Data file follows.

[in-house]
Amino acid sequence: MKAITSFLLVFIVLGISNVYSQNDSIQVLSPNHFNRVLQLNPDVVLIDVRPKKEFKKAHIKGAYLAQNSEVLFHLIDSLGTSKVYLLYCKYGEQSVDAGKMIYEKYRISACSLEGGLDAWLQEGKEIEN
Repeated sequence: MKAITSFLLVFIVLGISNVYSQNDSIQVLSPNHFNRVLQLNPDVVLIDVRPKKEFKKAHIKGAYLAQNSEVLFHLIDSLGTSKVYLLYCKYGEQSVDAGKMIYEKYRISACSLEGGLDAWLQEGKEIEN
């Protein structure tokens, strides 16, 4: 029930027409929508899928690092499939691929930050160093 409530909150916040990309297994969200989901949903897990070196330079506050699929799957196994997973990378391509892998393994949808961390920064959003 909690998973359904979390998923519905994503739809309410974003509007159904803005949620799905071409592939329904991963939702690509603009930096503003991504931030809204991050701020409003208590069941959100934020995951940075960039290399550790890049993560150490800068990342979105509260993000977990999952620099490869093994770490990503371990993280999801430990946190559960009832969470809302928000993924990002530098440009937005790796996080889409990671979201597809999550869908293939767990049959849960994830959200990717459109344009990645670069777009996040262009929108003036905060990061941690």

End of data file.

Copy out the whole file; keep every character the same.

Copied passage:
[in-house]
Amino acid sequence: MKAITSFLLVFIVLGISNVYSQNDSIQVLSPNHFNRVLQLNPDVVLIDVRPKKEFKKAHIKGAYLAQNSEVLFHLIDSLGTSKVYLLYCKYGEQSVDAGKMIYEKYRISACSLEGGLDAWLQEGKEIEN
Repeated sequence: MKAITSFLLVFIVLGISNVYSQNDSIQVLSPNHFNRVLQLNPDVVLIDVRPKKEFKKAHIKGAYLAQNSEVLFHLIDSLGTSKVYLLYCKYGEQSVDAGKMIYEKYRISACSLEGGLDAWLQEGKEIEN
């Protein structure tokens, strides 16, 4: 029930027409929508899928690092499939691929930050160093 409530909150916040990309297994969200989901949903897990070196330079506050699929799957196994997973990378391509892998393994949808961390920064959003 909690998973359904979390998923519905994503739809309410974003509007159904803005949620799905071409592939329904991963939702690509603009930096503003991504931030809204991050701020409003208590069941959100934020995951940075960039290399550790890049993560150490800068990342979105509260993000977990999952620099490869093994770490990503371990993280999801430990946190559960009832969470809302928000993924990002530098440009937005790796996080889409990671979201597809999550869908293939767990049959849960994830959200990717459109344009990645670069777009996040262009929108003036905060990061941690």